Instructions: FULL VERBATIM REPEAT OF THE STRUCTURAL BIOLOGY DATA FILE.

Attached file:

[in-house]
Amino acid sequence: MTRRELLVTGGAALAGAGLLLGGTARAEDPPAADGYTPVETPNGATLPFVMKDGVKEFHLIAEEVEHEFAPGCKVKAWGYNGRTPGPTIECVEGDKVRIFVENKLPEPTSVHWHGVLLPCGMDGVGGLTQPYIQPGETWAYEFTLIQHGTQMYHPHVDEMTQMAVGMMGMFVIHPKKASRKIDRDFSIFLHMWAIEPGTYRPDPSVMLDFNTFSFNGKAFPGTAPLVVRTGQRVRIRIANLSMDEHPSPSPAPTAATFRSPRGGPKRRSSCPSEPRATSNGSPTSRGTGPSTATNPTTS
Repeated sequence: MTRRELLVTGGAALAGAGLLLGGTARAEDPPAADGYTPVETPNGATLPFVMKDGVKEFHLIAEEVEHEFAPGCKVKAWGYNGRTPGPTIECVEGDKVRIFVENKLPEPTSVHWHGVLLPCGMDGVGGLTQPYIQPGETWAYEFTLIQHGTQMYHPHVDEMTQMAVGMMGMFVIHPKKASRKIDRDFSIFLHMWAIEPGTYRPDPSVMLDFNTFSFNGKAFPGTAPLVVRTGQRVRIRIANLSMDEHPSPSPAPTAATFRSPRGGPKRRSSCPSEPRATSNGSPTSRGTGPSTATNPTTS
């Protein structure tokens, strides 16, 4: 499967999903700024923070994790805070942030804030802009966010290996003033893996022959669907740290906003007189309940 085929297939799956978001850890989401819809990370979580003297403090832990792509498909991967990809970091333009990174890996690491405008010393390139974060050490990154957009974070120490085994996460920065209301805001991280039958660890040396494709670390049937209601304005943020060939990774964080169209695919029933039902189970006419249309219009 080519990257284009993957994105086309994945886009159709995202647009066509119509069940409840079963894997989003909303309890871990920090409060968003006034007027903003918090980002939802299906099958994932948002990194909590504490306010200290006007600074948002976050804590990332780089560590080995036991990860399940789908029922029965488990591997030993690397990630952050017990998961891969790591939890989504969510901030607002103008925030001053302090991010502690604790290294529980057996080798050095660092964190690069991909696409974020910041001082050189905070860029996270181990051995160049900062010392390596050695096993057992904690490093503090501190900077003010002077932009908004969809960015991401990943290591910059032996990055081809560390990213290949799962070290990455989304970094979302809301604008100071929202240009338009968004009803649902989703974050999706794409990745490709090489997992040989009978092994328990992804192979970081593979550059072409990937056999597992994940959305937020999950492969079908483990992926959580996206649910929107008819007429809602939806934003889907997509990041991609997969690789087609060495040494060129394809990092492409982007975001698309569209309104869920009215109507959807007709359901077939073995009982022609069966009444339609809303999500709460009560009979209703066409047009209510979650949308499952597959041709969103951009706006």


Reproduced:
[in-house]
Amino acid sequence: MTRRELLVTGGAALAGAGLLLGGTARAEDPPAADGYTPVETPNGATLPFVMKDGVKEFHLIAEEVEHEFAPGCKVKAWGYNGRTPGPTIECVEGDKVRIFVENKLPEPTSVHWHGVLLPCGMDGVGGLTQPYIQPGETWAYEFTLIQHGTQMYHPHVDEMTQMAVGMMGMFVIHPKKASRKIDRDFSIFLHMWAIEPGTYRPDPSVMLDFNTFSFNGKAFPGTAPLVVRTGQRVRIRIANLSMDEHPSPSPAPTAATFRSPRGGPKRRSSCPSEPRATSNGSPTSRGTGPSTATNPTTS
Repeated sequence: MTRRELLVTGGAALAGAGLLLGGTARAEDPPAADGYTPVETPNGATLPFVMKDGVKEFHLIAEEVEHEFAPGCKVKAWGYNGRTPGPTIECVEGDKVRIFVENKLPEPTSVHWHGVLLPCGMDGVGGLTQPYIQPGETWAYEFTLIQHGTQMYHPHVDEMTQMAVGMMGMFVIHPKKASRKIDRDFSIFLHMWAIEPGTYRPDPSVMLDFNTFSFNGKAFPGTAPLVVRTGQRVRIRIANLSMDEHPSPSPAPTAATFRSPRGGPKRRSSCPSEPRATSNGSPTSRGTGPSTATNPTTS
């Protein structure tokens, strides 16, 4: 499967999903700024923070994790805070942030804030802009966010290996003033893996022959669907740290906003007189309940 085929297939799956978001850890989401819809990370979580003297403090832990792509498909991967990809970091333009990174890996690491405008010393390139974060050490990154957009974070120490085994996460920065209301805001991280039958660890040396494709670390049937209601304005943020060939990774964080169209695919029933039902189970006419249309219009 080519990257284009993957994105086309994945886009159709995202647009066509119509069940409840079963894997989003909303309890871990920090409060968003006034007027903003918090980002939802299906099958994932948002990194909590504490306010200290006007600074948002976050804590990332780089560590080995036991990860399940789908029922029965488990591997030993690397990630952050017990998961891969790591939890989504969510901030607002103008925030001053302090991010502690604790290294529980057996080798050095660092964190690069991909696409974020910041001082050189905070860029996270181990051995160049900062010392390596050695096993057992904690490093503090501190900077003010002077932009908004969809960015991401990943290591910059032996990055081809560390990213290949799962070290990455989304970094979302809301604008100071929202240009338009968004009803649902989703974050999706794409990745490709090489997992040989009978092994328990992804192979970081593979550059072409990937056999597992994940959305937020999950492969079908483990992926959580996206649910929107008819007429809602939806934003889907997509990041991609997969690789087609060495040494060129394809990092492409982007975001698309569209309104869920009215109507959807007709359901077939073995009982022609069966009444339609809303999500709460009560009979209703066409047009209510979650949308499952597959041709969103951009706006």